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"It is really thick. You can smell the wood burning. The thickness of the ash this morning on my car was ridiculous," said Highland Park resident Cecilia Valadez.
The ash accumulating on your car maybe bother you, but the particulates you don't see that your nose can't filter, experts say that's what is getting deep into your lungs. '
"What we are seeing now with these fresh smoke particles is probably more dangerous than what will come later when the wind blows up fallen ash," said Dr. Jon Samet from USC.
A USC and UCLA study of the 2007 wildfires in Southern California shows the ultra fine particulates produced in wildfires maybe more insidious than vehicular emissions because it can penetrate the walls of homes.
"We know they get into the home because we can smell the smoke in our homes. There are different organic compounds that bring that smell and they're coming in with the particles," said Dr. Samet. "Sometimes they are part of the particles themselves."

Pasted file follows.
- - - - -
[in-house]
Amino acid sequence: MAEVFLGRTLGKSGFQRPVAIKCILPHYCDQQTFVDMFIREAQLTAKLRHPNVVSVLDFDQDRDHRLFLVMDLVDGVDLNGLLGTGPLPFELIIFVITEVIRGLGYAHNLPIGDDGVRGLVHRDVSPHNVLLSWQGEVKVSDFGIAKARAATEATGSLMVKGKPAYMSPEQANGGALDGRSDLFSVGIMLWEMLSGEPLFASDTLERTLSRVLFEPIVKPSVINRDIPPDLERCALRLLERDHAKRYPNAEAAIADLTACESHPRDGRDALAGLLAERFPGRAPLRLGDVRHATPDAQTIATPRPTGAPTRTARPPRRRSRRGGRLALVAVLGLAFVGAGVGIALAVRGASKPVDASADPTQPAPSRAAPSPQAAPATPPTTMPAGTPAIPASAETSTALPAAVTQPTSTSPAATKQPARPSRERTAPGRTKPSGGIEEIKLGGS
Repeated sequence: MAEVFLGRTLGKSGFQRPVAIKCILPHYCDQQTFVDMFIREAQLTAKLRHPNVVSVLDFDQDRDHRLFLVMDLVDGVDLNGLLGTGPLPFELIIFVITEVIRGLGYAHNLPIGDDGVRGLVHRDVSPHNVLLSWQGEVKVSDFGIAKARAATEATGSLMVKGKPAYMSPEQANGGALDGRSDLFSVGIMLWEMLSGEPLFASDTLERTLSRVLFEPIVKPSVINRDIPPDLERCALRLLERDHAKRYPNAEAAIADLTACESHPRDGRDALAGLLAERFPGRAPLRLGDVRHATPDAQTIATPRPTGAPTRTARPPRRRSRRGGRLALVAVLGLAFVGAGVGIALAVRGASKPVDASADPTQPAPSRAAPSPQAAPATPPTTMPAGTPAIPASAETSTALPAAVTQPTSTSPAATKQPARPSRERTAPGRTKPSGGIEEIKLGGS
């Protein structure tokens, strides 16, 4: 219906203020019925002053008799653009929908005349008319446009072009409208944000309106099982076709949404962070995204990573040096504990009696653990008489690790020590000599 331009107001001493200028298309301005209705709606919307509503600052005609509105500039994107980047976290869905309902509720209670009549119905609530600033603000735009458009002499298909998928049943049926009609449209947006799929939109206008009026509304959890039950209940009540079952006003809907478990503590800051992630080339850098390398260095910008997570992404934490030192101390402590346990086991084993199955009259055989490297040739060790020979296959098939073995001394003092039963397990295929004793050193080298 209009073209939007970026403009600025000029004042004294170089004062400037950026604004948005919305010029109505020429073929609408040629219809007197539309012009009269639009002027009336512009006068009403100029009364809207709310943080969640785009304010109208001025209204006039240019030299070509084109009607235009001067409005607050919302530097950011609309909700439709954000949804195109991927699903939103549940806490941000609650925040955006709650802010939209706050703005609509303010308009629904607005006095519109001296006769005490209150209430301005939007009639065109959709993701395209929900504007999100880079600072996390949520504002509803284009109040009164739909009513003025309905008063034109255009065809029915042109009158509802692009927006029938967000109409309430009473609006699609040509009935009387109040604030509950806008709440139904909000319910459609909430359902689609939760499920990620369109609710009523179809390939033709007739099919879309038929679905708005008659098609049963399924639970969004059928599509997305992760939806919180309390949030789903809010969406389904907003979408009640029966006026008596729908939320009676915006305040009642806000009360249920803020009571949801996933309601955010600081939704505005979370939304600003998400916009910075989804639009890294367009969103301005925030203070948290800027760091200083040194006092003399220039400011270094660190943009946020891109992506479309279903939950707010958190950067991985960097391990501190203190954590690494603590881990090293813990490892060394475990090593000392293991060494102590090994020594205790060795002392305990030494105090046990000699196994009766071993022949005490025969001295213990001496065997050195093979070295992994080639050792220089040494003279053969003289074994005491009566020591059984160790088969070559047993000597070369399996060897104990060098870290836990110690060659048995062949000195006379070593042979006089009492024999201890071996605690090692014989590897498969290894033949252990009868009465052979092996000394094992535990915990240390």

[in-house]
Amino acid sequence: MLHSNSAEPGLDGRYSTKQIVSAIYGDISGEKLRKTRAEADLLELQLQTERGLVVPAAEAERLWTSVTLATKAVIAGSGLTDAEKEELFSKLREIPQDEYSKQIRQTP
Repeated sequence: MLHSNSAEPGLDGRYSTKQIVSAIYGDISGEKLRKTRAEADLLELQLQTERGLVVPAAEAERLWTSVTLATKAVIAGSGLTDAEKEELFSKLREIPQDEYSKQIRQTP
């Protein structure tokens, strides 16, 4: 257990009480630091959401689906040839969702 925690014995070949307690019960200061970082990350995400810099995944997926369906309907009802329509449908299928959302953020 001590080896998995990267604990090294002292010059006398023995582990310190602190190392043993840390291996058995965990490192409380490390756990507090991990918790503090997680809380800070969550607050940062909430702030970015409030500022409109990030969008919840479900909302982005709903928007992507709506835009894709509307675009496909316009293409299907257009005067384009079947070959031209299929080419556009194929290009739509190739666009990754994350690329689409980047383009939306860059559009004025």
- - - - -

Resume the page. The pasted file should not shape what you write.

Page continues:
Health officials say the air quality in the foothill communities, from Santa Clarita to Yucaipa, is unhealthy.
In some neighborhoods the smoke maybe equivalent to what you get in terms of second-hand smoke in a popular bar.
"There is a lot of proof that second-hand smoke causes cancer and other diseases. It affects the respiratory health of children," said Dr. Samet.
The best advice is avoidance.
"Just keep all of the widows closed, doors closed and keep the AC on," said Bayliff.
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